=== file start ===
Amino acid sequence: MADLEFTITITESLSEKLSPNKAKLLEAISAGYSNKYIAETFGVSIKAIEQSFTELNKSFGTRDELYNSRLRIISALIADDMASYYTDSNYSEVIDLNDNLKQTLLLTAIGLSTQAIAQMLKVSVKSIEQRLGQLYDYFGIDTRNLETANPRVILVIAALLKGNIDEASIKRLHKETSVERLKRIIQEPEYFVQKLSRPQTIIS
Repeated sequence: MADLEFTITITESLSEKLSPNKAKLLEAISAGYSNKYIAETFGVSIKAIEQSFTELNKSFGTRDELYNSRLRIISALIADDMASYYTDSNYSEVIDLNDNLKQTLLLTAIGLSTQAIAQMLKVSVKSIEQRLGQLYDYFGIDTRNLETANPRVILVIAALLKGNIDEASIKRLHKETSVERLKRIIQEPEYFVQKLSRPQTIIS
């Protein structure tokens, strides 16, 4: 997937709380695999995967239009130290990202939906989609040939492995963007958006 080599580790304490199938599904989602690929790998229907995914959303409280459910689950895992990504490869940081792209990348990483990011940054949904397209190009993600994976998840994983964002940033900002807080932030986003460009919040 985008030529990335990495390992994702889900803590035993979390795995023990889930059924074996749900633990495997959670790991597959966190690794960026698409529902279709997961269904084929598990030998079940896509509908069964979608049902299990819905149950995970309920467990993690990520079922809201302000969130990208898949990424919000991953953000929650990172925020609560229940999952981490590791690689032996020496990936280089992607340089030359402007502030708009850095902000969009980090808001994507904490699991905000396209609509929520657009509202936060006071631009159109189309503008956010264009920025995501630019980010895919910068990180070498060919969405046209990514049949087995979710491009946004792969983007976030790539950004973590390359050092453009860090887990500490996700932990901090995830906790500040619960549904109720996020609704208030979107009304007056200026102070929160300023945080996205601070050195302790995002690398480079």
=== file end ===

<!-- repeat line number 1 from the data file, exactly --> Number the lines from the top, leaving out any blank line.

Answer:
Amino acid sequence: MADLEFTITITESLSEKLSPNKAKLLEAISAGYSNKYIAETFGVSIKAIEQSFTELNKSFGTRDELYNSRLRIISALIADDMASYYTDSNYSEVIDLNDNLKQTLLLTAIGLSTQAIAQMLKVSVKSIEQRLGQLYDYFGIDTRNLETANPRVILVIAALLKGNIDEASIKRLHKETSVERLKRIIQEPEYFVQKLSRPQTIIS